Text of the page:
Anyone who owns an animal knows that injuries or illnesses never come at a good time. My friend received a call from her neighbor, while she was at a dinner engagement, that her cow was down. The term “down” is never good. My friend arrived home to find her cow on her feet (sigh of relief) but she was limping badly.
Lily (the cow) needed to see a vet but of course this happened just before the weekend and a vet visit for an animal this size isn’t simple. Lily would have to wait to be seen the beginning of the next week.
In the meantime, she needed antibiotics and a pain killer.
Sounds simple enough, huh? Not when you’re dealing with a cow who’s 8 months pregnant.
Lily had been put in a smaller paddock but she needed to be moved into a chute to be medicated. This had to be done once a day for 3 days.
One thing for sure, it’s not the owner’s prerogative to make up the cow’s mind – Lily had to decide that she wanted to go into that chute!
We set up the system and the biggest key to success? Patience!!
We “squeezed” Lily by moving panels so she could only move forward. Once she got to a certain point in the narrow passage, wooden poles were slid behind her so she couldn’t move backwards.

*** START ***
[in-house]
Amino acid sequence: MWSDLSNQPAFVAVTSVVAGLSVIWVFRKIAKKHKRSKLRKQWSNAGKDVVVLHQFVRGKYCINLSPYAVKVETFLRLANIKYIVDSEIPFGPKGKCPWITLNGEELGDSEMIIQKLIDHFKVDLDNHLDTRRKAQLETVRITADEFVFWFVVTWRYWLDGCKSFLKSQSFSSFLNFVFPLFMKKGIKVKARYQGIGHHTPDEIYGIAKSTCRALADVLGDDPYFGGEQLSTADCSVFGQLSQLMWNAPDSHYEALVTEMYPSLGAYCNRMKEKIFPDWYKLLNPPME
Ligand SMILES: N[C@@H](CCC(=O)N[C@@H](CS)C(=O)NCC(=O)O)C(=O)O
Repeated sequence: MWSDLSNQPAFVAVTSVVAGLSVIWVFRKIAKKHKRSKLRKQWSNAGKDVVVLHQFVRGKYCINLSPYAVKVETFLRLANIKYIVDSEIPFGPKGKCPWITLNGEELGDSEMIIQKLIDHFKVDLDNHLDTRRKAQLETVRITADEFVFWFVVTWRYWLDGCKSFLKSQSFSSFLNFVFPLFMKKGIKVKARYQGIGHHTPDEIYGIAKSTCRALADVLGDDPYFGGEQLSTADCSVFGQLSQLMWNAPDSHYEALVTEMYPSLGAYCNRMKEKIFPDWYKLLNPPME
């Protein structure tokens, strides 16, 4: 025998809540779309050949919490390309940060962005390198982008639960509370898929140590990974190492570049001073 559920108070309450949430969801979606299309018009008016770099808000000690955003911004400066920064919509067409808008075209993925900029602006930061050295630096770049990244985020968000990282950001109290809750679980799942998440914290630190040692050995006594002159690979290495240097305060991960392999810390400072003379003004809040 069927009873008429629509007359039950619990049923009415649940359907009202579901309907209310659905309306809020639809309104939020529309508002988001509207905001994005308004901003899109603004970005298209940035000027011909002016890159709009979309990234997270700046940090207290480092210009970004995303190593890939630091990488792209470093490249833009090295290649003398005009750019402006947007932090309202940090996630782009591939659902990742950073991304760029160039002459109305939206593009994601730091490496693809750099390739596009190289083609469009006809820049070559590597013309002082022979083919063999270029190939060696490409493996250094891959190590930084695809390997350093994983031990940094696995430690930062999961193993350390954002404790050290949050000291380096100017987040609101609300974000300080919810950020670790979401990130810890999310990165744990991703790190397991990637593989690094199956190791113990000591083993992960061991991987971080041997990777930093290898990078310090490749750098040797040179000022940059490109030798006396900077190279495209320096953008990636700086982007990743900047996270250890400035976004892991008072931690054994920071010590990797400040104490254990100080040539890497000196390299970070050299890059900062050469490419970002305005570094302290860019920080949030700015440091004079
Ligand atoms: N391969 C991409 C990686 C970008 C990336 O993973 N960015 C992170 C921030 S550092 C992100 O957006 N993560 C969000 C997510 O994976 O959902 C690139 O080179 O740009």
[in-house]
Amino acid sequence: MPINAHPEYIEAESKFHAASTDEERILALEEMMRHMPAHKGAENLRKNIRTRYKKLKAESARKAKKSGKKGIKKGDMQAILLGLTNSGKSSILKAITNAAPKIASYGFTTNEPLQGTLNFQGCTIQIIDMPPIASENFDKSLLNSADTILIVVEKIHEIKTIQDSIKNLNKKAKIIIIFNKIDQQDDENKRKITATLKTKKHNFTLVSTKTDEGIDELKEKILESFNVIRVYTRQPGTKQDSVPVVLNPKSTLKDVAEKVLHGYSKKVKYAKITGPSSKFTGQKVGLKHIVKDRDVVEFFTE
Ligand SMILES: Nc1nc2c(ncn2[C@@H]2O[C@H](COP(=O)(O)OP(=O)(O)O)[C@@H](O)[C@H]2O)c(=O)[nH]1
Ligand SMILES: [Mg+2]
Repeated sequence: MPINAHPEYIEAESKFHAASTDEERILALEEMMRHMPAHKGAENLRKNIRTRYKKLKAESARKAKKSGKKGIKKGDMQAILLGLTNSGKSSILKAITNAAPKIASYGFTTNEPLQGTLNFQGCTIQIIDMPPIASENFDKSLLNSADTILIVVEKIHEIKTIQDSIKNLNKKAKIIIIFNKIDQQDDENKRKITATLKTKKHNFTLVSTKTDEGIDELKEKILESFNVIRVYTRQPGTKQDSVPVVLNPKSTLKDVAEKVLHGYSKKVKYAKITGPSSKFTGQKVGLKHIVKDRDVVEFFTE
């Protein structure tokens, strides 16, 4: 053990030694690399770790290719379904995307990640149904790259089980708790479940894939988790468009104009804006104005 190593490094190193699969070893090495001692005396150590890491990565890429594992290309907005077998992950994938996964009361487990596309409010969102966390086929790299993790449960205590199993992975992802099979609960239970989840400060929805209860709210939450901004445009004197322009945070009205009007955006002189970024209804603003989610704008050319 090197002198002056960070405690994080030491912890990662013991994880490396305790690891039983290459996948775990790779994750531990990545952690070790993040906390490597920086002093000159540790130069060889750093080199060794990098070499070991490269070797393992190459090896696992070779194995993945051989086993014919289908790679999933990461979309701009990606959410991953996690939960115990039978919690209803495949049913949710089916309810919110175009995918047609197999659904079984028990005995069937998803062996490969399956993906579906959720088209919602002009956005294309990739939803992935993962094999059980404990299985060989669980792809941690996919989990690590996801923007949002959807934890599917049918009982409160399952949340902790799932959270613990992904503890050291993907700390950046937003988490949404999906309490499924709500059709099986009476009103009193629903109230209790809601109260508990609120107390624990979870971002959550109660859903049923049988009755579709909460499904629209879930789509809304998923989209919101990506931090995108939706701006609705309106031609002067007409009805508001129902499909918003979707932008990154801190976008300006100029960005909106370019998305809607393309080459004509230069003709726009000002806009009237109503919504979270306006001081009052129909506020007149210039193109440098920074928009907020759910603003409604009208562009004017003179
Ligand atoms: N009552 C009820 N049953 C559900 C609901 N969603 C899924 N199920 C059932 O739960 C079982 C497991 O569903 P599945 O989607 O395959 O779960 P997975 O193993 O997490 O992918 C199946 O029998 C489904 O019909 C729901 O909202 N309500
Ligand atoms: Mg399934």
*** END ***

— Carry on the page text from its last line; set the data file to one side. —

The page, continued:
After much coercing, sweet talking, and grain, Lily was in place.
That’s when my job began!
First a few kisses to assure Lily that everything would be okay 🙂 I love cow’s noses and yes, I really did kiss her nose…several times.
Lily was very aware of what was going to happen next…
My friend is a professional and trained for this type medicating. However, a farmer also learns how to give shots because it’s too expensive to call a vet every time an animal has to be given an injection. You should see our refrigerator – looks like a small pharmacy. Most of my kids know how to give shots – it’s a necessary skill when you live on a farm.
The pain medication had to be given directly into a vein. A needle is inserted into the jugular vein in the neck. It’s important that Lily not move her head, thus the bars on either side of her head. A needle is inserted first and then the syringe is attached. Since two full syringes had to be given, this method insures one stick and not two.
The first syringe is attached to the needle …
and slowly pushed.
When that one’s finished, the second syringe is placed on the needle.
The antibiotic is given “im” which means intramuscular – into the muscle. This is a slower release into the body.
Again, this is injected slowly into the animal.
It’s important that all parties involved remain calm – including Lily. It’s amazing to me how much animals respond to the “energy” of humans. An up-tight, intense, loud individual typically causes an animal to become agitated, making the animal harder to work with. Working with animals this size takes good teamwork and this day was a very good day. Lily hardly moved at all and before long she was walking backwards out of the chute.
Latest report: Lily saw the vet on Tuesday and she was treated for a sore on her back hoof. She’s doing much better and is back with the rest of the herd.
Doesn’t she have the sweetest face? And a kissable nose, right?!
Thanks, Lily, for being such a great patient!